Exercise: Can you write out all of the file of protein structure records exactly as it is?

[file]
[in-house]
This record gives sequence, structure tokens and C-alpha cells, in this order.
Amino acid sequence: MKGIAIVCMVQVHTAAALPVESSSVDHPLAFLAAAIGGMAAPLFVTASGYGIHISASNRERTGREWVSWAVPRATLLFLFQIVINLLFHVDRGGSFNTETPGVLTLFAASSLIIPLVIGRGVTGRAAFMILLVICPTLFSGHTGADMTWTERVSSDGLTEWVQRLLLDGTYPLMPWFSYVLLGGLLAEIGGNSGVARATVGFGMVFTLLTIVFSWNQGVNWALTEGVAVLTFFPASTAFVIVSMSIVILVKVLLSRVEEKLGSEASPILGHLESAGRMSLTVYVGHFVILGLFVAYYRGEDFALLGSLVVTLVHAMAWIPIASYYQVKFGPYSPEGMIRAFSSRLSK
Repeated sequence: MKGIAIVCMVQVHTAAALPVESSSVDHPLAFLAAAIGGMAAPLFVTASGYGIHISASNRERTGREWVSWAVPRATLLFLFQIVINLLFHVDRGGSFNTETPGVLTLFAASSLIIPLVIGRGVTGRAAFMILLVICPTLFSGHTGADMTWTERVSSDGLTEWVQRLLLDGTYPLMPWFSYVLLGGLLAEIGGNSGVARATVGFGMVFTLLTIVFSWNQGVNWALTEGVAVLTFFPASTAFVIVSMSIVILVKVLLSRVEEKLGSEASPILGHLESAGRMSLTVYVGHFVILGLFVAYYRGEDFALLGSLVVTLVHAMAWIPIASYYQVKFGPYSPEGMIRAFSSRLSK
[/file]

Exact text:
[in-house]
This record gives sequence, structure tokens and C-alpha cells, in this order.
Amino acid sequence: MKGIAIVCMVQVHTAAALPVESSSVDHPLAFLAAAIGGMAAPLFVTASGYGIHISASNRERTGREWVSWAVPRATLLFLFQIVINLLFHVDRGGSFNTETPGVLTLFAASSLIIPLVIGRGVTGRAAFMILLVICPTLFSGHTGADMTWTERVSSDGLTEWVQRLLLDGTYPLMPWFSYVLLGGLLAEIGGNSGVARATVGFGMVFTLLTIVFSWNQGVNWALTEGVAVLTFFPASTAFVIVSMSIVILVKVLLSRVEEKLGSEASPILGHLESAGRMSLTVYVGHFVILGLFVAYYRGEDFALLGSLVVTLVHAMAWIPIASYYQVKFGPYSPEGMIRAFSSRLSK
Repeated sequence: MKGIAIVCMVQVHTAAALPVESSSVDHPLAFLAAAIGGMAAPLFVTASGYGIHISASNRERTGREWVSWAVPRATLLFLFQIVINLLFHVDRGGSFNTETPGVLTLFAASSLIIPLVIGRGVTGRAAFMILLVICPTLFSGHTGADMTWTERVSSDGLTEWVQRLLLDGTYPLMPWFSYVLLGGLLAEIGGNSGVARATVGFGMVFTLLTIVFSWNQGVNWALTEGVAVLTFFPASTAFVIVSMSIVILVKVLLSRVEEKLGSEASPILGHLESAGRMSLTVYVGHFVILGLFVAYYRGEDFALLGSLVVTLVHAMAWIPIASYYQVKFGPYSPEGMIRAFSSRLSK